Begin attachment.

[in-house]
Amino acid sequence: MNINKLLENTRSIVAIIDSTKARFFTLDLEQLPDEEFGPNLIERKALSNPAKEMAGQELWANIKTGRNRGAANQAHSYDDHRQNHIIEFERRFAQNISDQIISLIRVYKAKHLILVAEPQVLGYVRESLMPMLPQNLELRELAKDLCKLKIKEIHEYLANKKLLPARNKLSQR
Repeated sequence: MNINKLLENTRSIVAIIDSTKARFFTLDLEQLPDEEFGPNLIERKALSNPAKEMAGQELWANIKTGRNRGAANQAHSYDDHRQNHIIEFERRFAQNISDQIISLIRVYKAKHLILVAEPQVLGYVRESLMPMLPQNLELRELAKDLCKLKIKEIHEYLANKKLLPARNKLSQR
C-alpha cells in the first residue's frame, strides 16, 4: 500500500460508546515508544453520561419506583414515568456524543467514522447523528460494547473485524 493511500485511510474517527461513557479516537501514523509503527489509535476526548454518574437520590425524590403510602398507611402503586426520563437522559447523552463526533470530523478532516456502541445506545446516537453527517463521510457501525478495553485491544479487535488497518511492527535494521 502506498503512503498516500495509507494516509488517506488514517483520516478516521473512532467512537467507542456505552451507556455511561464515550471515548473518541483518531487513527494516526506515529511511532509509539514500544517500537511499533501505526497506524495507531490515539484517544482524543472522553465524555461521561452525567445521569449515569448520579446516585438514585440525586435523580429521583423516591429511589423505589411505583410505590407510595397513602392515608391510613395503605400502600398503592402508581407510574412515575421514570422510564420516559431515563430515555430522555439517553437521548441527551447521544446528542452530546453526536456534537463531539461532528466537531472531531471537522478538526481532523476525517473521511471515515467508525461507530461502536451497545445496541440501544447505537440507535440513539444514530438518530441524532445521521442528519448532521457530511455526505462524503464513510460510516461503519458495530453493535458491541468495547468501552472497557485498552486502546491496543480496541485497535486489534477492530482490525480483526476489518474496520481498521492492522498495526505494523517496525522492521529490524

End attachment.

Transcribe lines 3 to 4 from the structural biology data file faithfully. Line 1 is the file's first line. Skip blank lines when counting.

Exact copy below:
Repeated sequence: MNINKLLENTRSIVAIIDSTKARFFTLDLEQLPDEEFGPNLIERKALSNPAKEMAGQELWANIKTGRNRGAANQAHSYDDHRQNHIIEFERRFAQNISDQIISLIRVYKAKHLILVAEPQVLGYVRESLMPMLPQNLELRELAKDLCKLKIKEIHEYLANKKLLPARNKLSQR
C-alpha cells in the first residue's frame, strides 16, 4: 500500500460508546515508544453520561419506583414515568456524543467514522447523528460494547473485524 493511500485511510474517527461513557479516537501514523509503527489509535476526548454518574437520590425524590403510602398507611402503586426520563437522559447523552463526533470530523478532516456502541445506545446516537453527517463521510457501525478495553485491544479487535488497518511492527535494521 502506498503512503498516500495509507494516509488517506488514517483520516478516521473512532467512537467507542456505552451507556455511561464515550471515548473518541483518531487513527494516526506515529511511532509509539514500544517500537511499533501505526497506524495507531490515539484517544482524543472522553465524555461521561452525567445521569449515569448520579446516585438514585440525586435523580429521583423516591429511589423505589411505583410505590407510595397513602392515608391510613395503605400502600398503592402508581407510574412515575421514570422510564420516559431515563430515555430522555439517553437521548441527551447521544446528542452530546453526536456534537463531539461532528466537531472531531471537522478538526481532523476525517473521511471515515467508525461507530461502536451497545445496541440501544447505537440507535440513539444514530438518530441524532445521521442528519448532521457530511455526505462524503464513510460510516461503519458495530453493535458491541468495547468501552472497557485498552486502546491496543480496541485497535486489534477492530482490525480483526476489518474496520481498521492492522498495526505494523517496525522492521529490524